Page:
Paul Ryan Keeps Attacking Obama For Opposing Ryan-Opposed Plan
February 17, 2011
Paul Ryan isn't letting go of his Obama-ignored-the-deficit-commission talking point. Here's his interview with Politico's Mike Allen. Ryan: President Obama, through an executive order, created his own commission to solve this plan. Q: You were on it. Ryan: I was on the commission. And you know what he did? He didn't accept -- he didn't take one of the big recommendations of the commission, he basically disavowed the commission.
The Most Attention Money Can Buy
December 29, 2010
Politico reported the other day that Wall Street is upset at the Obama administration. It seems to me as if the hurt feelings of this tiny (albeit very rich) segment of society has received enormous attention in the media.
Save the McMansion Middle Class!
November 05, 2010
Republicans support tax cuts that affect very high incomes. Democrats don't. They support tax cuts only up to income levels that include the middle class and the poor.* Ah, but how do you define "middle class"? For a while now, Obama and the Democrats have drawn the line at household incomes of $250,000 a year. That's a rather high definition, since median household income is around $50,000 a year. But now some Democrats aren't even comfortable with that threshold.
Boss Hogg: The Intervention
October 14, 2010
Periodic reports that Haley Barbour may run for president have had me wondering for a while if Republicans were completely loco (and not just Republican-loco, but loco enough to nominate a candidate who embodies the deepest cultural stereotypes of their party.) Apparently, they're not all loco, reports Mike Allen: A handful of well-known Republicans plans to go to Mississippi Gov. Haley Barbour after Nov. 2 and urge him, for the good of his party, to run for chairman of the Republican National Committee rather than the party’s nomination for president, as he currently plans.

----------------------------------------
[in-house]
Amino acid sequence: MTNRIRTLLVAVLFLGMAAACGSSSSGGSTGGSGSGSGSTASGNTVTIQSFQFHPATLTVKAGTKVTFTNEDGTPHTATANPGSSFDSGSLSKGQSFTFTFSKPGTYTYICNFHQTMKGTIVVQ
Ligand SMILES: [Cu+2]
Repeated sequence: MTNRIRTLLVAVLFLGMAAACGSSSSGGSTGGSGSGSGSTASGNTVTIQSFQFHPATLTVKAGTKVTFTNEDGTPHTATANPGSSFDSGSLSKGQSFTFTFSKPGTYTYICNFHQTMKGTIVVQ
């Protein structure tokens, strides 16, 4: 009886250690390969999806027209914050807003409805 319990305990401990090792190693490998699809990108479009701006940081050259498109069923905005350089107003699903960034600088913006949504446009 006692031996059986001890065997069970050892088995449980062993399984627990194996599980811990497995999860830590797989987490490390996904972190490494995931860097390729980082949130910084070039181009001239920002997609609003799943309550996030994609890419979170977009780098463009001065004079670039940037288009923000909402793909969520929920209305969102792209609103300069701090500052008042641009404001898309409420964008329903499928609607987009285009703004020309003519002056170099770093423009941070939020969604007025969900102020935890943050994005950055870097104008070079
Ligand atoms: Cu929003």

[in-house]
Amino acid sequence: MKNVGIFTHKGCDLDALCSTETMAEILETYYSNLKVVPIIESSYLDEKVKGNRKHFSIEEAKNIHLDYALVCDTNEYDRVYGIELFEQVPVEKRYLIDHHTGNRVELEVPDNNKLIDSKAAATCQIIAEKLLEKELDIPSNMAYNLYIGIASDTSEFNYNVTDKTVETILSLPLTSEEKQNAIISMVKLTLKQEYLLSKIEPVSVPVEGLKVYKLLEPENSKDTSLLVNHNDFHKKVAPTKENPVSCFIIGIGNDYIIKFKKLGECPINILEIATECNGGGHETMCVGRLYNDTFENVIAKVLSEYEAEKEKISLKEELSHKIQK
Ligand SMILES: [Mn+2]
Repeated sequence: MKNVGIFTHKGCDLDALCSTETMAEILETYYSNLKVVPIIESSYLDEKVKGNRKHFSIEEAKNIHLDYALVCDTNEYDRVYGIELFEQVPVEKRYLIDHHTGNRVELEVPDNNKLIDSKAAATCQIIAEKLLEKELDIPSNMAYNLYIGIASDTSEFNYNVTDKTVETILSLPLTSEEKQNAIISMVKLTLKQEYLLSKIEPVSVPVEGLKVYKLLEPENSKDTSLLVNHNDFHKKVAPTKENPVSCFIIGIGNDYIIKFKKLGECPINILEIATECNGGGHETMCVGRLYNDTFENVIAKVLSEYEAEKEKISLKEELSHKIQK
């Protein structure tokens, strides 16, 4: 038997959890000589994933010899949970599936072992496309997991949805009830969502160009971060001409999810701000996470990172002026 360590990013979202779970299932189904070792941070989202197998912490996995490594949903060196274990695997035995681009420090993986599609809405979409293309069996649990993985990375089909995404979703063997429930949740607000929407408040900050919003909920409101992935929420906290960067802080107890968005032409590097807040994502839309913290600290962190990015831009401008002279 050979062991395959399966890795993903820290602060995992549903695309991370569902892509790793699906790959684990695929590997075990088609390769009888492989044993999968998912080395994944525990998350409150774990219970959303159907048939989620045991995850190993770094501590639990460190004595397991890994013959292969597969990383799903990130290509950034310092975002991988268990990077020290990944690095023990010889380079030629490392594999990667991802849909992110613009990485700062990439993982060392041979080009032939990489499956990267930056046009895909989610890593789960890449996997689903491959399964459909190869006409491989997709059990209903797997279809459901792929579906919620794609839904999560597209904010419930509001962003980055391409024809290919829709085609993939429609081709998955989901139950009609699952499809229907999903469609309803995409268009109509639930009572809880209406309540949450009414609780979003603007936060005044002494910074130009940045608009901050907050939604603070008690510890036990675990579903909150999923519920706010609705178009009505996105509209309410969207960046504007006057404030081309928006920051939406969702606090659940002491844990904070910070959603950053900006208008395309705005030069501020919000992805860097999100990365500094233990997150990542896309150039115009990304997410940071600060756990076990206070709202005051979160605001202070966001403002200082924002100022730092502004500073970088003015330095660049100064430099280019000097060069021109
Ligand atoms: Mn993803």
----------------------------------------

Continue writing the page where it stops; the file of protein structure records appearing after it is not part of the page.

Yes, Pols, It's (Mostly) Safe to Ignore Playbook
September 14, 2010
I’m not sure exactly what Henry Farrell is getting at in his partial dissent to Ezra Klein and John Sides, but I think I’m with them on this one. Farrell: But to say that Politico, cable news etc are (a) trivial and (b) unimportant to the vast majority of voters is not to say that they may not still be important to politicians. This is because the belief in their importance is a collective one rather than an individual one.
August 19, 2010
-- Ed Kilgore is skeptical about Haley "Boss Hogg" Barbour's chances in 2012. -- Ezra Klein puts Obama's polls into historical perspective, and later asks, "Is Obama Hoover or FDR?" -- Tim Fernholz responds to Mike Allen's "mind-mis-meld."
Scott Brown, Still the Fulcrum of American Politics
July 13, 2010
[Guest post by Noam Scheiber:] Mike Allen turns up one more example of Sen. Scott Brown's outsize influence today: Brown (R-Mass.) holds the key to yet another bill -- the DISCLOSE act, in response to the Citizens United ruling. Brown is increasingly seen as the make-or-break vote: The path to 60 goes through him.
Obama and the Coming "Choice Election"
July 09, 2010
[Guest post by Noam Scheiber:] Mike Allen reports in his "White House Mindmeld" today that Obama is settling into a "choice election" strategy for November (i.e., trying to make it as much about the other guys as you) rather than a "referendum election" strategy (i.e., making it solely about you): The President used his remarks in Missouri to frame the November elections as a choice between the economic policies that led us into this mess and the policies that are leading us out – a theme you’ll hear a lot of in the coming four months. Setting aside the fact that this is almost always the stra
How Far Will Obama Push?
June 14, 2010
Tomorrow Obama will give a big primetime speech about the BP oil disaster, and he's expected to call for some sort of energy bill from Congress. But how far is he going to push? The New York Times reports that the administration is reining in its goals: President Obama has said that the time has come to put a price on carbon dioxide pollution and vowed to find the votes for it this year.
There are a lot of thorny issues in American politics that require a great deal of concentrated attention to grasp. The controversy over budget reconciliation and health care is not one of them. It's pretty simple, and can be explained in thirty seconds or so. And yet large chunks of the political class seem unable to grasp it. Before we turn to the principal subject of my latest condescending lecture on this topic, let's briefly review the situation here. Last year, some Democrats considered passing health care reform through budget reconciliation, which would only need a Senate majority.